A picture of the Abbot Point coal loading facility showing coal water run-off moving north-west into the wetlands and coal dust on the beaches. The Age, 12 April 2017, Photo: Dean Sewell
Coal dust on the beaches next to the Abbot Point coal loading facility  Photo: Dean Sewell/Oculi


On 10 March 2015 ABC News reported:

Hundreds of square kilometres of prime agricultural land in southeast Queensland are at risk from a cocktail of toxic chemicals and explosive gases, according to a secret State Government report.

A study commissioned by Queensland's environment department says an experimental plant operated by mining company Linc Energy at Chinchilla, west of Brisbane, is to blame and has already caused "irreversible" damage to strategic cropping land.

The department, which has launched a $6.5 million criminal prosecution of the company, alleges Linc is responsible for "gross interference" to the health and wellbeing of former workers at the plant as well as "serious environmental harm".

The 335-page experts' report, obtained by the ABC, has been disclosed to Linc but not to landholders.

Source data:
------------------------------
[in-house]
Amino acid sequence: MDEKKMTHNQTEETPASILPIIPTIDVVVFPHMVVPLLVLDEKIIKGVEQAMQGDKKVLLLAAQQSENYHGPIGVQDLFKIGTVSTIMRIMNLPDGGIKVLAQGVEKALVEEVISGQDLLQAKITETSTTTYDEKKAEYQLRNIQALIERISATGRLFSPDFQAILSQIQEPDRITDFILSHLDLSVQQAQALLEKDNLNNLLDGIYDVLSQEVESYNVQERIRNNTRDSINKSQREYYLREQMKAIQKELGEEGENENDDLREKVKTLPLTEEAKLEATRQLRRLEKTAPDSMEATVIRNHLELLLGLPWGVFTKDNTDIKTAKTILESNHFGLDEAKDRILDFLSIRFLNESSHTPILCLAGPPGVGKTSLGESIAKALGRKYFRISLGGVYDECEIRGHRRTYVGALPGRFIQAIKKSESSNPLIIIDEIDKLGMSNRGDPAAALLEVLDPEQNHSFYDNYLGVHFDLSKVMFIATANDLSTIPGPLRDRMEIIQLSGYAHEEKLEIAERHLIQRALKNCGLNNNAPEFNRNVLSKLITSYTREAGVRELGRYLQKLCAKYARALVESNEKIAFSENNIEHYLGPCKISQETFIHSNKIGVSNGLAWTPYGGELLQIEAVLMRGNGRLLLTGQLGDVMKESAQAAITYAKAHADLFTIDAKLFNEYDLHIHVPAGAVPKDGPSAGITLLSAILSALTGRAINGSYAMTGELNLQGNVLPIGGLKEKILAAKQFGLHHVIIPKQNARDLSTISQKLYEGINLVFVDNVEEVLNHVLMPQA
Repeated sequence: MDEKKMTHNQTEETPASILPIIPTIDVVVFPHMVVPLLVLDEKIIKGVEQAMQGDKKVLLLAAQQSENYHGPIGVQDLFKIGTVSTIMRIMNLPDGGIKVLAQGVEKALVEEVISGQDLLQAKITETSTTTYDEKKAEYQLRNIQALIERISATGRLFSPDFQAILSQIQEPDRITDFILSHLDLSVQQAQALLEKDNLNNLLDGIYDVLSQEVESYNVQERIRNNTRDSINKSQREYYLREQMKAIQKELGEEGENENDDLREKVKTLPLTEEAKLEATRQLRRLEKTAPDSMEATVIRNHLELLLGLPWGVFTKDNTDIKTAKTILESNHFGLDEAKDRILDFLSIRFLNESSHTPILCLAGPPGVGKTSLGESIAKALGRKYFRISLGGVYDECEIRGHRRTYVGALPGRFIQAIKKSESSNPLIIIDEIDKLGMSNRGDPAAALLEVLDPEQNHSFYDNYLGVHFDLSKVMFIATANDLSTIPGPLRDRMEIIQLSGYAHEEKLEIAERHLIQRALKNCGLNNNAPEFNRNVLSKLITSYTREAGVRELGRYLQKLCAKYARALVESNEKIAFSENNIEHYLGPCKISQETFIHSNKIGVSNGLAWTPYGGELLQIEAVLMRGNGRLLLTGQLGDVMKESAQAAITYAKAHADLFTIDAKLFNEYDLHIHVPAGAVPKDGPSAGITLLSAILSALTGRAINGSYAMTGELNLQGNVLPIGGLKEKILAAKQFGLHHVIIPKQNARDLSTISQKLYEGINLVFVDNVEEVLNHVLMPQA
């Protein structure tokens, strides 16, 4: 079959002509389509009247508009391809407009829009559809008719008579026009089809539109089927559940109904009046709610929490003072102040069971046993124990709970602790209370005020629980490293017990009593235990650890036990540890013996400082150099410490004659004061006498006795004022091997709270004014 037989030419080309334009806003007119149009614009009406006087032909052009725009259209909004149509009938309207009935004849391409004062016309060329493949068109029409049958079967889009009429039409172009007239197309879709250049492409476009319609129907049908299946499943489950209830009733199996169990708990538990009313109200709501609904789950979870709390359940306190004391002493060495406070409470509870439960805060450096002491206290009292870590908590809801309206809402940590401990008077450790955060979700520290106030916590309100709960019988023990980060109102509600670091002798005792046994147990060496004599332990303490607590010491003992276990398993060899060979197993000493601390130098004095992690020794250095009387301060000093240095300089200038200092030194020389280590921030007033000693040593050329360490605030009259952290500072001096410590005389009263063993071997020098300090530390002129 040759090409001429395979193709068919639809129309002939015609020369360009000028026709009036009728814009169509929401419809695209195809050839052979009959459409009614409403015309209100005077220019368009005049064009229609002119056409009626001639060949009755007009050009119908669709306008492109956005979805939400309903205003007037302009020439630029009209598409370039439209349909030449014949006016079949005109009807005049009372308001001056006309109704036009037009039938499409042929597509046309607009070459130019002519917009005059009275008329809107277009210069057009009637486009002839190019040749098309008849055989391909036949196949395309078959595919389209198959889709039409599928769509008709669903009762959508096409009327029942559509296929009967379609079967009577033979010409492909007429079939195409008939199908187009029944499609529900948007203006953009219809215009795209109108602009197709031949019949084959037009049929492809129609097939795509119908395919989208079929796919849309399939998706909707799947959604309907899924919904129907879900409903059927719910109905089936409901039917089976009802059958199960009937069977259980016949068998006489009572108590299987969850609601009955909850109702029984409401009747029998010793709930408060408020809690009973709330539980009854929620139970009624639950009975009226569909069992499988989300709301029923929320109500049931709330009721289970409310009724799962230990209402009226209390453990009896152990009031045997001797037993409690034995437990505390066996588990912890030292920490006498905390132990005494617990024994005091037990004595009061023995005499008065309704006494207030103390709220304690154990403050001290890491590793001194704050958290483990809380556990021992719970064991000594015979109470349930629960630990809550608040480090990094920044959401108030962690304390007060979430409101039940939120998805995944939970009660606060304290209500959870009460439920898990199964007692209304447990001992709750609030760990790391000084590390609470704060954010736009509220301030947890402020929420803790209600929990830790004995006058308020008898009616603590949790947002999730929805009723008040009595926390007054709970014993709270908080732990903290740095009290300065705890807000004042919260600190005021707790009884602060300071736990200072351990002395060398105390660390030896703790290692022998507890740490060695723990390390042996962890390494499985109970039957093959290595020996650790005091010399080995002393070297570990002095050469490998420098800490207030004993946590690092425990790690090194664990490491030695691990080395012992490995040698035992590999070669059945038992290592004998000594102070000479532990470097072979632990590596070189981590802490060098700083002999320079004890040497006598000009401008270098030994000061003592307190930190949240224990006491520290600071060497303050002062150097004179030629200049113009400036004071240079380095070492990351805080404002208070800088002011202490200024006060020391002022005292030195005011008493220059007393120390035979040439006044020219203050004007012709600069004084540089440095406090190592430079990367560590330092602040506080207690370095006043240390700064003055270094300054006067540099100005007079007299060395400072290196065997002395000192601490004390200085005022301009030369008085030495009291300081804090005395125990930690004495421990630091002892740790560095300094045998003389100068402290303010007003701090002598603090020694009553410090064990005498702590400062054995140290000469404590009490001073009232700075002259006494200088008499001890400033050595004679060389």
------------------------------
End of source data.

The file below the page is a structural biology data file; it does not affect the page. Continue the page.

It says gases released by Linc's activities at its underground coal gasification plant at Hopeland have caused the permanent acidification of the soil near the site.

Experts also found concentrations of hydrogen in the soil at explosive levels and abnormal amounts of methane, which they say is being artificially generated underground, over a wide area.

The region is a fertile part of the Western Darling Downs and is used to grow wheat, barley and cotton and for cattle grazing, with some organic producers.

Other documents, released to the ABC by the magistrate in charge of the criminal case, show four departmental investigators were hospitalised with suspected gas poisoning during soil testing at the site in March.